Despite promise to “protect” them, trade spats are bad news for Washington farmers

It seemed, for a moment, like a bright spot on trade: A year after pulling out of the Trans-Pacific Partnership (TPP), President Trump suggested last week that the U.S. might rejoin the trade agreement. That was a welcome prospect for Washington farmers and others who are nervously watching other countries forge closer trade ties while they might be effectively locked out of important markets.

Talk of a U-turn didn’t last long, and President Trump quickly returned to his otherwise consistent antipathy to the TPP. It’s one of two broad trade issues in the U.S. today: Whether to spurn multi-nation trade agreements like the TPP, and whether to ignite a trade war with China. Washington State is particularly vulnerable on both questions.

I’ve said it plenty before, but it bears repeating once again: Our state absolutely depends on open markets, and a trade war would be bad news for Washington. Even if some industries or parts of the country think they’ll benefit from higher tariffs and import restrictions, Washington certainly will not.

A larger portion of our economy is based on exports than any other state, and that’s enormously positive. Washington makes products the world wants to buy, and that foreign trade supports an immense number of jobs on both sides of the mountains.

A trade war would mean layoffs and lower take-home pay in neighborhoods around the state – nothing to celebrate. Trade wars are retaliatory, and those caught in the crossfire are farmers, manufacturers, and many other types of employers.

The path to prosperity isn’t fewer exports and restricted markets
When President Trump flipped back to opposing the TPP, he said:

“But I like bilateral better. I think it’s better for our country, I think it’s better for our workers and I much would prefer a bilateral deal…We already have a deal with six of the 11 nations in the TPP. So we already have trade deals and the others we can make very easily.”

But bilateral trade agreements take time, even if the administration was focused on them (which it hasn’t been).

Farmers are increasingly nervous about being left behind. Trump sought to reassure them about a China trade war, ordering “a plan to protect our farmers and agricultural interests.” The only real reassurance, though, is access to markets. It is far better to sell farm products at a profit in international markets than to subsidize them domestically. And any response involving subsidies would create its own set of problems.

The prospect of many countries, including Canada, moving forward on TPP while our farmers are on the outside looking in is a worst-case scenario (just ask Washington wheat farmers – or for that matter, Canadian wheat farmers, who stand to benefit). Trade relations are built over time but destroyed easily. That was the problem during our West Coast port strike, and it’s the same problem when friendly nations view our political leadership as capricious on trade.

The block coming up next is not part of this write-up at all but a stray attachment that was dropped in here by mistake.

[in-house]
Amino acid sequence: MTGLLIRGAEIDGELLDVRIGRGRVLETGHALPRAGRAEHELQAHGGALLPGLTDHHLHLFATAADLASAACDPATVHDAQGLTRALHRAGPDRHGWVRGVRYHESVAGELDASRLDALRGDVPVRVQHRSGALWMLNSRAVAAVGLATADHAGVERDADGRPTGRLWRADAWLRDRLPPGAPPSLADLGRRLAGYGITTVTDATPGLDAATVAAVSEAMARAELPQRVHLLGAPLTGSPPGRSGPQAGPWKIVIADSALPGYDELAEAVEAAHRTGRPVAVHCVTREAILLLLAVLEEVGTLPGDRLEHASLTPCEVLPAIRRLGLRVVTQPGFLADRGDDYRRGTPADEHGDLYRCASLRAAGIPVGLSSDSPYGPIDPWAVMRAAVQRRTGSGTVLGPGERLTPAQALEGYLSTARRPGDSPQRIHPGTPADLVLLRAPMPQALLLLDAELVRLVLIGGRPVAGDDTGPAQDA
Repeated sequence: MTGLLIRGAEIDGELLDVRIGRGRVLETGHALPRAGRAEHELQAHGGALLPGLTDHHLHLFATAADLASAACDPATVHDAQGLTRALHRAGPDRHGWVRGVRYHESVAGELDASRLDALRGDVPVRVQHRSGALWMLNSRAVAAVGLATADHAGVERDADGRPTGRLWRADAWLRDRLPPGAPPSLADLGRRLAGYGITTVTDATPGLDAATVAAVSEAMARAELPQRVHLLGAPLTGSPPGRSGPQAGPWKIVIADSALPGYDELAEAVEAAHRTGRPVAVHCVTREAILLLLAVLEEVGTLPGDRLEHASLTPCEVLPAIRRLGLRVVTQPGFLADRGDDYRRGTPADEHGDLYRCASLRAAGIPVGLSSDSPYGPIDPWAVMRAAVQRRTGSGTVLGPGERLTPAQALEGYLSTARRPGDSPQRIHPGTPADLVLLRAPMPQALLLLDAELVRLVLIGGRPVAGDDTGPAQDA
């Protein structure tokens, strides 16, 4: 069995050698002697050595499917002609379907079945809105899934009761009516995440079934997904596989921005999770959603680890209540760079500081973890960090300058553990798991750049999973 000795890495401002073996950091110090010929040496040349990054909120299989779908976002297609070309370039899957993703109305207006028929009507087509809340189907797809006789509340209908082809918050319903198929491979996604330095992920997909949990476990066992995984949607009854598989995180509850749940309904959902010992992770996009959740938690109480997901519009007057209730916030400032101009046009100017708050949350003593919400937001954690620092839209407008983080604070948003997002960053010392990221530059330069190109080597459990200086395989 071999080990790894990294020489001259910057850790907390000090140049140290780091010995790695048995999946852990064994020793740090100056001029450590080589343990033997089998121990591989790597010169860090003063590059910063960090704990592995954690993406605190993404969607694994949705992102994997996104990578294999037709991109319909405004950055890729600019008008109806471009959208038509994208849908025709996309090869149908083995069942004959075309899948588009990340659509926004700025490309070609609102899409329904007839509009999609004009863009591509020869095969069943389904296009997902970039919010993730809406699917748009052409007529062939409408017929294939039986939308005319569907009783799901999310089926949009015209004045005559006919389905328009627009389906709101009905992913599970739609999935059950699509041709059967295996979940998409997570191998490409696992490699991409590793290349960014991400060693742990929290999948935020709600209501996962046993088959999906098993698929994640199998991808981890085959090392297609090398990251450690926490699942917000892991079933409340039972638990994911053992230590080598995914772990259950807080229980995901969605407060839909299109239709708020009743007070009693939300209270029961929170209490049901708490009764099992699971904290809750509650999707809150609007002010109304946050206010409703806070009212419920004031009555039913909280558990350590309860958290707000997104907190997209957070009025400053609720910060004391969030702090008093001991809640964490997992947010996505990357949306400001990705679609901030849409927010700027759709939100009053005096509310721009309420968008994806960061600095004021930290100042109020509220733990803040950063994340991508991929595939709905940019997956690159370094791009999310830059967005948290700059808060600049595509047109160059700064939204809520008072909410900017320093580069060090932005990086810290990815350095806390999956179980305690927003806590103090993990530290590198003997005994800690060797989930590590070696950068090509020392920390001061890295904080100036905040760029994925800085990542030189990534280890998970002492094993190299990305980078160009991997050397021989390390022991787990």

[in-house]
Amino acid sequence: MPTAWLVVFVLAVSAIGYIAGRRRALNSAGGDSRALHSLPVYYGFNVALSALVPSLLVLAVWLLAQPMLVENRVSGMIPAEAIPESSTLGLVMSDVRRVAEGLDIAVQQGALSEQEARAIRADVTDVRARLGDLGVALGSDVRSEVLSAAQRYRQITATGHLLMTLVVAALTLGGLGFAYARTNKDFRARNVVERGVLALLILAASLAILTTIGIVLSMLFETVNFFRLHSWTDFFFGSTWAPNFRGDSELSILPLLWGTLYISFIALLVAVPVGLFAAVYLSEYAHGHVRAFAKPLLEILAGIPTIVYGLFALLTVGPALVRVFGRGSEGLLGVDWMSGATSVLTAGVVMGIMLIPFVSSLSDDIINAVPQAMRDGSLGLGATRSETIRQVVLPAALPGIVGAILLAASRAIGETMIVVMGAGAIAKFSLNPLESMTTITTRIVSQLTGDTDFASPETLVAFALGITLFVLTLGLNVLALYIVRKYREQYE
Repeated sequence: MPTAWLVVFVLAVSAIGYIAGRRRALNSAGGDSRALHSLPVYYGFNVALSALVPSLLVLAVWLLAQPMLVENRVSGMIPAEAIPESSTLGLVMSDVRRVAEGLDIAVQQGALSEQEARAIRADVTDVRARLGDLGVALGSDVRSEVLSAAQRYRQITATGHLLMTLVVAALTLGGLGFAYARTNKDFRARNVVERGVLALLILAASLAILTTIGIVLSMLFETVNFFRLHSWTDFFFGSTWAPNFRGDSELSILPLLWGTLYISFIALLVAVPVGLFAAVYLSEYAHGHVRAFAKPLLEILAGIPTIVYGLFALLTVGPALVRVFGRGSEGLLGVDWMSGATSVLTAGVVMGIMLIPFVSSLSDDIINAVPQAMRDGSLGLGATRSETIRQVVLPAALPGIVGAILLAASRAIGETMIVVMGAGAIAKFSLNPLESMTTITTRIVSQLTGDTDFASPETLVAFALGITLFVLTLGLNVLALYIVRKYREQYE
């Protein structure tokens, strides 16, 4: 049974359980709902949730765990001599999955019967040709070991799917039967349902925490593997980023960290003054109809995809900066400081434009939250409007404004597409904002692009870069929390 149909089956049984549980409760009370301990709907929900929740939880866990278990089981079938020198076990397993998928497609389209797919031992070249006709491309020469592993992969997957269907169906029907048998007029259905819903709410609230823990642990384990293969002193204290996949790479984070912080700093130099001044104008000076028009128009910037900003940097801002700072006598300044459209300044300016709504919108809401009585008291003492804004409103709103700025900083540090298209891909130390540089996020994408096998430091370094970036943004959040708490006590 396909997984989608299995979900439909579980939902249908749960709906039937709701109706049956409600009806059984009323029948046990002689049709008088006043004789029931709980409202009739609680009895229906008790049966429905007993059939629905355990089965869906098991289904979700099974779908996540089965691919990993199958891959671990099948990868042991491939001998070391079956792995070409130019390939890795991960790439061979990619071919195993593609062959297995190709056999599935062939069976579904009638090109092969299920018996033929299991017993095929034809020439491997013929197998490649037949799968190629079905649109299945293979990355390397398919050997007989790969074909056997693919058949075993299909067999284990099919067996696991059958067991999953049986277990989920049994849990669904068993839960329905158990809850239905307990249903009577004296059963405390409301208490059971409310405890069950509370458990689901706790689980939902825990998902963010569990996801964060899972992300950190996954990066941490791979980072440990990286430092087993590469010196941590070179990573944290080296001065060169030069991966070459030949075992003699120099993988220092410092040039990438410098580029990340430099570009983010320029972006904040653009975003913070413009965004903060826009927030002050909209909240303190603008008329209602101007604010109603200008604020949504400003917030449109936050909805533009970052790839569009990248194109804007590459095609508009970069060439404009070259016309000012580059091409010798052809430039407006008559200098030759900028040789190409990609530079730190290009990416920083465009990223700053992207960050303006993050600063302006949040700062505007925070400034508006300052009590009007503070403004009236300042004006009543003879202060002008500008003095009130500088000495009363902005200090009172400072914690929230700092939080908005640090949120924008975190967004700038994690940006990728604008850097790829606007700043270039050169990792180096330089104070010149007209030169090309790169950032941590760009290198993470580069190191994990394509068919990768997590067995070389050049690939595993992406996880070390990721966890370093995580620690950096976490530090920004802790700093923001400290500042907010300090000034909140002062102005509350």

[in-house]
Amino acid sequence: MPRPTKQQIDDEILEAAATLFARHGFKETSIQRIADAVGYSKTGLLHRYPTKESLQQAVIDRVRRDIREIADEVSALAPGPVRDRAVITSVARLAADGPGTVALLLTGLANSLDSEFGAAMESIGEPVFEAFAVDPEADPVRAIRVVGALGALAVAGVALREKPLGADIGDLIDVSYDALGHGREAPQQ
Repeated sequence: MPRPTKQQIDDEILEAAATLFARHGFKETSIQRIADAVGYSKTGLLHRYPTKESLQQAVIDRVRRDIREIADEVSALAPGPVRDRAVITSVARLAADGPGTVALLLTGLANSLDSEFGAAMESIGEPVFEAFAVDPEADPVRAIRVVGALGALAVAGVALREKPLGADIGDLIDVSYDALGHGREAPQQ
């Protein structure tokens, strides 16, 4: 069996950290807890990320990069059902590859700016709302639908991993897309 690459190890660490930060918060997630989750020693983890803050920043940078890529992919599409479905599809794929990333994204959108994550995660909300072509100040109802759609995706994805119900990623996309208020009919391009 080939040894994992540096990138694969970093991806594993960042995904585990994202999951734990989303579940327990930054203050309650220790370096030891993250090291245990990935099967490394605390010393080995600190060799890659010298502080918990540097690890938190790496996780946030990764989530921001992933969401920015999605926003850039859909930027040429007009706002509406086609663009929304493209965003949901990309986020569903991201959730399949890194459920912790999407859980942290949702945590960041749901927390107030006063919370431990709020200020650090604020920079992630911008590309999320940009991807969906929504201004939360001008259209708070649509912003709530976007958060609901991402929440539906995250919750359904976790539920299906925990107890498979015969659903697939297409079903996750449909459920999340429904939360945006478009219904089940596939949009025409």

China issue and TPP are directly related
The Asian nations in the TPP, as well as China, are important markets for Washington farms. China buys a large portion of the Washington cherry crop, for instance. Demand for fresh fruit in Asia is rising with living standards. Those are markets we want to sell to – slow-rolling bilateral agreements one at a time is a poor strategy.

Commodity farmers everywhere have big concerns about this approach to trade. Restricting export markets can tank prices. For crops such as soybeans and wheat, the domestic market simply can’t absorb all we produce.

Many of the issues President Trump wants to confront regarding trade with China are legitimate ones. At the top, we need China to take intellectual property rights seriously, curtail industrial espionage and technology transfers, and respect the rights of all countries to navigate in the South China Sea. But that’s a long way off from saying an actual trade war would be a good idea.

Many are left wondering what the Trump White House’s trade strategy is. It’s unclear if the confusion is due to “strategic ambivalence” or just actual ambivalence. The president slammed both China and the TPP throughout the 2016 campaign, seemingly without realizing that the TPP is a geopolitical response to the China issue. One of its main purposes was to build further ties between the TPP nations and the U.S. rather than to China.

As on so many other issues, the administration’s trade policy seems whimsical – and not the good kind of whimsy. One tweet, one utterance can seem like a complete U-turn on an important policy. The next day brings another full U-turn. The Capital Press, voice of many Western farmers, asks, “Is this all part of an elaborate plan? Is there a plan? We can only hope.”
-Rob McKenna

The following two tabs change content below.
Rob McKenna
Rob served two terms as Washington’s Attorney General, from 2005 to 2013. He successfully argued three cases before the U.S. Supreme Court and negotiated three of the largest consumer financial protection settlements in national history, all involving mortgage lending and servicing. He is a recognized leader in the development of consumer protections on the internet, in data protection and privacy regulation.